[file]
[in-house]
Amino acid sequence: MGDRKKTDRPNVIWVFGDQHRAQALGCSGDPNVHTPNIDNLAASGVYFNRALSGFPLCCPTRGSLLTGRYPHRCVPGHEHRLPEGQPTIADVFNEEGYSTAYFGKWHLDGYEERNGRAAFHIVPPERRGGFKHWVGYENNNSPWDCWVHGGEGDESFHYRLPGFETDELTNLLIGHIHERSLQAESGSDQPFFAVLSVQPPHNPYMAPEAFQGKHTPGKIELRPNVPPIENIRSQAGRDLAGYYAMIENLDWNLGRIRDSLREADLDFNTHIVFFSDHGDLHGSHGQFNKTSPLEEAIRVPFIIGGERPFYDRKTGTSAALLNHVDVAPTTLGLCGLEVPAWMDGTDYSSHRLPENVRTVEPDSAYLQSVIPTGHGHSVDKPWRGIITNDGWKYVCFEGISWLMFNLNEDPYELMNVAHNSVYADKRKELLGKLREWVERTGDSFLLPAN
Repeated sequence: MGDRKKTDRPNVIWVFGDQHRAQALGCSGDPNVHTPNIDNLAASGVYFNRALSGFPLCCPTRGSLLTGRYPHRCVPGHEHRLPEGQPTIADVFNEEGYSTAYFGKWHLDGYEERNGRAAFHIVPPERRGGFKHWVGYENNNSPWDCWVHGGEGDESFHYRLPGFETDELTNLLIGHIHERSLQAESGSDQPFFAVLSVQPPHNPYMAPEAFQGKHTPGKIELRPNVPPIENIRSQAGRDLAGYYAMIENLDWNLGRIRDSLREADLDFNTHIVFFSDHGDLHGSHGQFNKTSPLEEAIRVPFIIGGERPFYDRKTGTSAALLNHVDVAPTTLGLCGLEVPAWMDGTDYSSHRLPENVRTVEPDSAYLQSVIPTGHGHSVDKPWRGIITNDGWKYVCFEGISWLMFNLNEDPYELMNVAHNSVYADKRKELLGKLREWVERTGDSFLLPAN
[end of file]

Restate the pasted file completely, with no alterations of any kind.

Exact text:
[in-house]
Amino acid sequence: MGDRKKTDRPNVIWVFGDQHRAQALGCSGDPNVHTPNIDNLAASGVYFNRALSGFPLCCPTRGSLLTGRYPHRCVPGHEHRLPEGQPTIADVFNEEGYSTAYFGKWHLDGYEERNGRAAFHIVPPERRGGFKHWVGYENNNSPWDCWVHGGEGDESFHYRLPGFETDELTNLLIGHIHERSLQAESGSDQPFFAVLSVQPPHNPYMAPEAFQGKHTPGKIELRPNVPPIENIRSQAGRDLAGYYAMIENLDWNLGRIRDSLREADLDFNTHIVFFSDHGDLHGSHGQFNKTSPLEEAIRVPFIIGGERPFYDRKTGTSAALLNHVDVAPTTLGLCGLEVPAWMDGTDYSSHRLPENVRTVEPDSAYLQSVIPTGHGHSVDKPWRGIITNDGWKYVCFEGISWLMFNLNEDPYELMNVAHNSVYADKRKELLGKLREWVERTGDSFLLPAN
Repeated sequence: MGDRKKTDRPNVIWVFGDQHRAQALGCSGDPNVHTPNIDNLAASGVYFNRALSGFPLCCPTRGSLLTGRYPHRCVPGHEHRLPEGQPTIADVFNEEGYSTAYFGKWHLDGYEERNGRAAFHIVPPERRGGFKHWVGYENNNSPWDCWVHGGEGDESFHYRLPGFETDELTNLLIGHIHERSLQAESGSDQPFFAVLSVQPPHNPYMAPEAFQGKHTPGKIELRPNVPPIENIRSQAGRDLAGYYAMIENLDWNLGRIRDSLREADLDFNTHIVFFSDHGDLHGSHGQFNKTSPLEEAIRVPFIIGGERPFYDRKTGTSAALLNHVDVAPTTLGLCGLEVPAWMDGTDYSSHRLPENVRTVEPDSAYLQSVIPTGHGHSVDKPWRGIITNDGWKYVCFEGISWLMFNLNEDPYELMNVAHNSVYADKRKELLGKLREWVERTGDSFLLPAN